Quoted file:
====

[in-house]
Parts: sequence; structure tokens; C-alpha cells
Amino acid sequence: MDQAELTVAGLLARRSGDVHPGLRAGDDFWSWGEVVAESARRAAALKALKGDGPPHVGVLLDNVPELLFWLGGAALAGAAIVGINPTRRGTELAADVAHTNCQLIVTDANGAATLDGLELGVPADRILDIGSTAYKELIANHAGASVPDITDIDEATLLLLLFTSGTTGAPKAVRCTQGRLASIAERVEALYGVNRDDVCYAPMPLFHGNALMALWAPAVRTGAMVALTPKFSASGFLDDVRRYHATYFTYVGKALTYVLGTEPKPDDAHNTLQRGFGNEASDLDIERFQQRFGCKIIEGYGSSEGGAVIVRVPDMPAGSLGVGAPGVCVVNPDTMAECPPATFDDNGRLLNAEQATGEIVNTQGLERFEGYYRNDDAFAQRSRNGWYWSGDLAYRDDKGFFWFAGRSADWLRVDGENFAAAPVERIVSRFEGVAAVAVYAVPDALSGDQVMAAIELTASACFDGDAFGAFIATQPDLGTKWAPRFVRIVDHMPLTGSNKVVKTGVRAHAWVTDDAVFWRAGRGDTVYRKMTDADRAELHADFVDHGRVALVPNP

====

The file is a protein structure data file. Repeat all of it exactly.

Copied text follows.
[in-house]
Parts: sequence; structure tokens; C-alpha cells
Amino acid sequence: MDQAELTVAGLLARRSGDVHPGLRAGDDFWSWGEVVAESARRAAALKALKGDGPPHVGVLLDNVPELLFWLGGAALAGAAIVGINPTRRGTELAADVAHTNCQLIVTDANGAATLDGLELGVPADRILDIGSTAYKELIANHAGASVPDITDIDEATLLLLLFTSGTTGAPKAVRCTQGRLASIAERVEALYGVNRDDVCYAPMPLFHGNALMALWAPAVRTGAMVALTPKFSASGFLDDVRRYHATYFTYVGKALTYVLGTEPKPDDAHNTLQRGFGNEASDLDIERFQQRFGCKIIEGYGSSEGGAVIVRVPDMPAGSLGVGAPGVCVVNPDTMAECPPATFDDNGRLLNAEQATGEIVNTQGLERFEGYYRNDDAFAQRSRNGWYWSGDLAYRDDKGFFWFAGRSADWLRVDGENFAAAPVERIVSRFEGVAAVAVYAVPDALSGDQVMAAIELTASACFDGDAFGAFIATQPDLGTKWAPRFVRIVDHMPLTGSNKVVKTGVRAHAWVTDDAVFWRAGRGDTVYRKMTDADRAELHADFVDHGRVALVPNP